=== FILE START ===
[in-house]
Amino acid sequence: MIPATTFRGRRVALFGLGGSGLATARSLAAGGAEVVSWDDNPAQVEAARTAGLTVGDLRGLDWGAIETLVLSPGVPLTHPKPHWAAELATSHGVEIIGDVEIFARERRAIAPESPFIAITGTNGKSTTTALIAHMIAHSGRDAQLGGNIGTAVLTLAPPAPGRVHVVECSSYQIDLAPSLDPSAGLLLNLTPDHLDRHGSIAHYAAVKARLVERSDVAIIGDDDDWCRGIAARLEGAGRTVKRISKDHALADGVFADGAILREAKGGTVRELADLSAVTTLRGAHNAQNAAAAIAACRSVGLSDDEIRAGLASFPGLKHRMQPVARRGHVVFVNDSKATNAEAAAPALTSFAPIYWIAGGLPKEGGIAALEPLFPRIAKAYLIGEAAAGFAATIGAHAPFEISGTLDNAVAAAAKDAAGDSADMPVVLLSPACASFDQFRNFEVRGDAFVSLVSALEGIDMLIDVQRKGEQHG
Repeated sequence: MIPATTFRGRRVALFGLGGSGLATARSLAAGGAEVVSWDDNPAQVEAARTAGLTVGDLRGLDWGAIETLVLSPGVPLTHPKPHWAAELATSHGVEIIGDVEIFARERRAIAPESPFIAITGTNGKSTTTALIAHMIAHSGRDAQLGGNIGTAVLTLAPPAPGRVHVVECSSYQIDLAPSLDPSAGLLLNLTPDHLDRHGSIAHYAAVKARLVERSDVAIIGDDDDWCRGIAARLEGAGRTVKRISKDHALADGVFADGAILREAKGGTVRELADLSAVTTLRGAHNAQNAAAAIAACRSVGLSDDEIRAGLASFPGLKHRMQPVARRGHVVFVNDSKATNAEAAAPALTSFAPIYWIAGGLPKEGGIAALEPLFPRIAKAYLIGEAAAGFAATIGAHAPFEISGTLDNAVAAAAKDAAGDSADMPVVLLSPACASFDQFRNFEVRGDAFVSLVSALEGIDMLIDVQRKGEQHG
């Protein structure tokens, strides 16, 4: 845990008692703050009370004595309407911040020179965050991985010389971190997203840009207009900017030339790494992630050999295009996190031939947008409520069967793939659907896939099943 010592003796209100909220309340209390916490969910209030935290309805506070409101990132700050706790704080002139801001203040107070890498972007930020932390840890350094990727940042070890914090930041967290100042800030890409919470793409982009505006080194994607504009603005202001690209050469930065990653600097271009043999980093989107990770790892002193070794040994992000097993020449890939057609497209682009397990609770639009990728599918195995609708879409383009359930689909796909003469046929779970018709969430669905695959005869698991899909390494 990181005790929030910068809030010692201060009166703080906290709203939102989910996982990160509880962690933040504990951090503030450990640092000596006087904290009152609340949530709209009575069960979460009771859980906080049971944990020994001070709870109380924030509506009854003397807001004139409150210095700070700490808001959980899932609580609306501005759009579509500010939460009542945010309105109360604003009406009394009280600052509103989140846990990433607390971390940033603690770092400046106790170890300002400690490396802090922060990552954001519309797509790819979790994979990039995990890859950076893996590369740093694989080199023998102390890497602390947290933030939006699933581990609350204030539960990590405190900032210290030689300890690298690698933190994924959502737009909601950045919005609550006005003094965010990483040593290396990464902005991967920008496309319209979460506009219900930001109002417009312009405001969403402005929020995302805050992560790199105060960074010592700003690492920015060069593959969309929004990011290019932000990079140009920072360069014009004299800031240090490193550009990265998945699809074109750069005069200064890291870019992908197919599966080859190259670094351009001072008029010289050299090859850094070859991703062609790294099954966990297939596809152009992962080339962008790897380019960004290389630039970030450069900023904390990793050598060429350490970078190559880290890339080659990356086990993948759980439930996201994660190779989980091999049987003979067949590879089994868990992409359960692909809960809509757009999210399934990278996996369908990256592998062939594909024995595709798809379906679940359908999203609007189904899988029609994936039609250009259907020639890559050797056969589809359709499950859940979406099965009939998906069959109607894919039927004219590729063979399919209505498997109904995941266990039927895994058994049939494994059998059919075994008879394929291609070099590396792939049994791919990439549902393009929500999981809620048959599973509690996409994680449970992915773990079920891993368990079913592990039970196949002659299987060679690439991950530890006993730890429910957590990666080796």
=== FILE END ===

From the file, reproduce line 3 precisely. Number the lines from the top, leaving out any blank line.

Repeated sequence: MIPATTFRGRRVALFGLGGSGLATARSLAAGGAEVVSWDDNPAQVEAARTAGLTVGDLRGLDWGAIETLVLSPGVPLTHPKPHWAAELATSHGVEIIGDVEIFARERRAIAPESPFIAITGTNGKSTTTALIAHMIAHSGRDAQLGGNIGTAVLTLAPPAPGRVHVVECSSYQIDLAPSLDPSAGLLLNLTPDHLDRHGSIAHYAAVKARLVERSDVAIIGDDDDWCRGIAARLEGAGRTVKRISKDHALADGVFADGAILREAKGGTVRELADLSAVTTLRGAHNAQNAAAAIAACRSVGLSDDEIRAGLASFPGLKHRMQPVARRGHVVFVNDSKATNAEAAAPALTSFAPIYWIAGGLPKEGGIAALEPLFPRIAKAYLIGEAAAGFAATIGAHAPFEISGTLDNAVAAAAKDAAGDSADMPVVLLSPACASFDQFRNFEVRGDAFVSLVSALEGIDMLIDVQRKGEQHG